Unfortunately, this is a recurring story. As the non-digital world faces the digital arena, it will instinctively use a multitude of pre-digital mechanisms to try and solve digital problems without first understanding how the digital side of it really works. For example, for ‘data’ they might ask:

  • Who owns the data?
  • How do we create KPIs for the data processes?
  • What is the $value of our tax data controls?

However, finding a data owner is of little help if that owner is unaware how digital data operates. The same goes for a RACI, or KPIs that are unsure of what they should measure when digitalization has changed the rules of the game. Yet, this won’t stop some kidding themselves, sometimes for years, that this is the correct course of action, even as stresses build and evidence to the contrary piles up.

Changing the way it goes

Instead, better questions must be asked, and explored first, before the others. For example:

  • What does data quality really mean in the digital world?
  • How do we know the data is right from first principles, and not just by counting issues?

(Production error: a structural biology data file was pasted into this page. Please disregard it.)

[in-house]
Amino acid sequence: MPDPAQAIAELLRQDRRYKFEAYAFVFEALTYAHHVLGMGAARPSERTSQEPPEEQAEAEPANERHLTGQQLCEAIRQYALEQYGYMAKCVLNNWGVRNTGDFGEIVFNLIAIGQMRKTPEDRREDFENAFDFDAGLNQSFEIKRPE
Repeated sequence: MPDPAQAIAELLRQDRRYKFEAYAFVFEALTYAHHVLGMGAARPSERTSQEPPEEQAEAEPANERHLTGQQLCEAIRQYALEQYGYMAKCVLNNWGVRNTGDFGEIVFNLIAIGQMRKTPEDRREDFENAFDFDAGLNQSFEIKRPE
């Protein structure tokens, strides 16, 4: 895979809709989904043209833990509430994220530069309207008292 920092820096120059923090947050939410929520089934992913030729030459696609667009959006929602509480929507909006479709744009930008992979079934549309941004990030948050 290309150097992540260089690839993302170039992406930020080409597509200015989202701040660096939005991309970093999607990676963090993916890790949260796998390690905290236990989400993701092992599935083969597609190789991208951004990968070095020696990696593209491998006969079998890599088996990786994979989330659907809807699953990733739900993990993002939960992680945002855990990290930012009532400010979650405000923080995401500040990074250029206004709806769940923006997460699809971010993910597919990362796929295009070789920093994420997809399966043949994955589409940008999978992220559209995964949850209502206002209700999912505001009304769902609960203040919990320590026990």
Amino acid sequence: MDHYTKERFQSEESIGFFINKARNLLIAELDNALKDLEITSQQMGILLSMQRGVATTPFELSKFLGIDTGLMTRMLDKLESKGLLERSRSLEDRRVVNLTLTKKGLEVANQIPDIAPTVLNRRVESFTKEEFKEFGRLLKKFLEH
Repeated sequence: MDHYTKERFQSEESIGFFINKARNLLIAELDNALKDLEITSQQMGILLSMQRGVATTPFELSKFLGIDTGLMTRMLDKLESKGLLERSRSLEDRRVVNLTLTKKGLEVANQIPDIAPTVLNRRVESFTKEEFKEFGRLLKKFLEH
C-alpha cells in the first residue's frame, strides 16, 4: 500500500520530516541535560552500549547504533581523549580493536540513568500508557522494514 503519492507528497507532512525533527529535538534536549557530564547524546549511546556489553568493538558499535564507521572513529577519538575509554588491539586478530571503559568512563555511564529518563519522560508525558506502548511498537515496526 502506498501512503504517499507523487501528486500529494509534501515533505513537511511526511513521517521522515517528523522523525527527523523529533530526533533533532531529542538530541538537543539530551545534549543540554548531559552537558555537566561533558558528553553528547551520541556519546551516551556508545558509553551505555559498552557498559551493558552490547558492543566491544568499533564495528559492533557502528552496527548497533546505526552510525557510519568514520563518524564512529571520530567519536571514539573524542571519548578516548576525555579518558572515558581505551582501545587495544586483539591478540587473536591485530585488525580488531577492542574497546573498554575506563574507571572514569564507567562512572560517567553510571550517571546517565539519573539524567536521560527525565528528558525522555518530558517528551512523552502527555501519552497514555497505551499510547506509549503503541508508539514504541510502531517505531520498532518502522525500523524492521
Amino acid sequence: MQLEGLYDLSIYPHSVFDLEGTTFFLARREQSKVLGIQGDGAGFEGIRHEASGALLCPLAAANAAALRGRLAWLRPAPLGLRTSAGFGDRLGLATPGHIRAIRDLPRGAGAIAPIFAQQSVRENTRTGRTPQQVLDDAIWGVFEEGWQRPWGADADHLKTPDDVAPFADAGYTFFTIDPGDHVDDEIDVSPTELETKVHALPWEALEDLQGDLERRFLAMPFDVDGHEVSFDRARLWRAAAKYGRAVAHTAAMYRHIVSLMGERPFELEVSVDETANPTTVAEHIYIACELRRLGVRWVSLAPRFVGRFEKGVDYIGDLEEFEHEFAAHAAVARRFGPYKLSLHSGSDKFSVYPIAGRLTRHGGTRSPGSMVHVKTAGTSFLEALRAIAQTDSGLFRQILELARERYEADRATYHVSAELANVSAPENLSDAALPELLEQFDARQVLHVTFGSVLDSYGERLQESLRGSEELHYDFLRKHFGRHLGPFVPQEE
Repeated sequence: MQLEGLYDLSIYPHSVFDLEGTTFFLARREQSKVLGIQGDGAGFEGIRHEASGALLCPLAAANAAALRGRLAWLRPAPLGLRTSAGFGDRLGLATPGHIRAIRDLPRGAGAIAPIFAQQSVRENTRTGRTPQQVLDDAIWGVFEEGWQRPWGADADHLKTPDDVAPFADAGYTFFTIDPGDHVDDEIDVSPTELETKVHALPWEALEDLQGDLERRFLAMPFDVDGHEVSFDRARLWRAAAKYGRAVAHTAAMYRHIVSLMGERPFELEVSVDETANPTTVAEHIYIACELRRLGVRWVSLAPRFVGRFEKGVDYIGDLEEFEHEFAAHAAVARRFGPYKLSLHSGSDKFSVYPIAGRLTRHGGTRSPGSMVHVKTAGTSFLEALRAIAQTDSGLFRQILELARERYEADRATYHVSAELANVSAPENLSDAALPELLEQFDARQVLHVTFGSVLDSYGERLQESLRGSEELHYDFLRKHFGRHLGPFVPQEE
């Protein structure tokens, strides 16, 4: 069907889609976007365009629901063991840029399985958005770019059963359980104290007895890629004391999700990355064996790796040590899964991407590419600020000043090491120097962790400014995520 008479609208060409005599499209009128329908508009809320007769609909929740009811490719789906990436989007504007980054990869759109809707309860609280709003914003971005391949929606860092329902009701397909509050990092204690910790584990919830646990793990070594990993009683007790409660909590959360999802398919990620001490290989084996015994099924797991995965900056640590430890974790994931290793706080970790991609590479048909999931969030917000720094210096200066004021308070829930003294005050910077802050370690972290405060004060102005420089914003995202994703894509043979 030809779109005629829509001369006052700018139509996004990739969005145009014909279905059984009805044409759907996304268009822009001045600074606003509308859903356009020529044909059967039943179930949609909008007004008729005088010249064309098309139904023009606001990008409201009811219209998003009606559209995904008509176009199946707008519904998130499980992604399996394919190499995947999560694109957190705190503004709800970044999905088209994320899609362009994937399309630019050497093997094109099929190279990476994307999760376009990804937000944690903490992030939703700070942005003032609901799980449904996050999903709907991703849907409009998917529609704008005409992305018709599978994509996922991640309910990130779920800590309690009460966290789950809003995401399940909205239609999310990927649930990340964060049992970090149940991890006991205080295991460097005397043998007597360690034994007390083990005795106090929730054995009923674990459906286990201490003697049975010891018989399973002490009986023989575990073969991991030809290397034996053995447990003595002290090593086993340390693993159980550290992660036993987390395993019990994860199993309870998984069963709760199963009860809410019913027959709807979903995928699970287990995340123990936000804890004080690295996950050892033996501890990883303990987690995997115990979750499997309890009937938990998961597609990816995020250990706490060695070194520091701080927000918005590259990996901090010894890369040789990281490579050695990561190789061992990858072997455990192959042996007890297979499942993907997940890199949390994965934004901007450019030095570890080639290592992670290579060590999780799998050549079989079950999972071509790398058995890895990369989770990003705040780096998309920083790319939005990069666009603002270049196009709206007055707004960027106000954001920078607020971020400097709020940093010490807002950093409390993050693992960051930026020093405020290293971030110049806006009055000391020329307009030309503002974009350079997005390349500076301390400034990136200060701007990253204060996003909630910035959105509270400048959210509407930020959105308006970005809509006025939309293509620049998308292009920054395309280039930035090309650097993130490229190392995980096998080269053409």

• In this context, what does truly effective data governance look like?

However, the answers lie deep in the digital realm, which is no surprise given this is where most tax data resides today. Unfortunately, that realm is still unfamiliar territory for most, yet it is really important that this state of affairs must stop no one from taking action!

Fortunately, when taking action, the first step is a simple one – accept that many of the ways that worked in the past are simply not calibrated correctly to work well in the digital world. You can stick with them for a while, because they’re better than nothing, but at the same time search hard for new knowledge and methods, and ultimately new mindsets, treading carefully as you go. The journey is guaranteed to be well worth it in the end, unlike the alternative.

Putting ‘data’ front and center

It’s not hard to see that tax data right first time at source is an excellent response to the new digital regulatory conditions, even if it’s not the simplest one. However, the case for it becomes even more compelling because of another potentially huge benefit it can bring.

One day, when the tax profession is truly digitally-enabled and properly ‘data’-literate, it can leverage the same data reservoir for data-driven analysis and strategic decision making, and at last realize the long searched for productivity gains demanded of it by rapidly digitalizing organizations.

This is possible because source data is now an accurate digital representation of the entire tax landscape at the organization and, all being well, can be “trusted”. The scourge of garbage in-garbage out is banished, and ‘data’ becomes an asset and the basis for true tax function transformation.

Taxology’s new challenge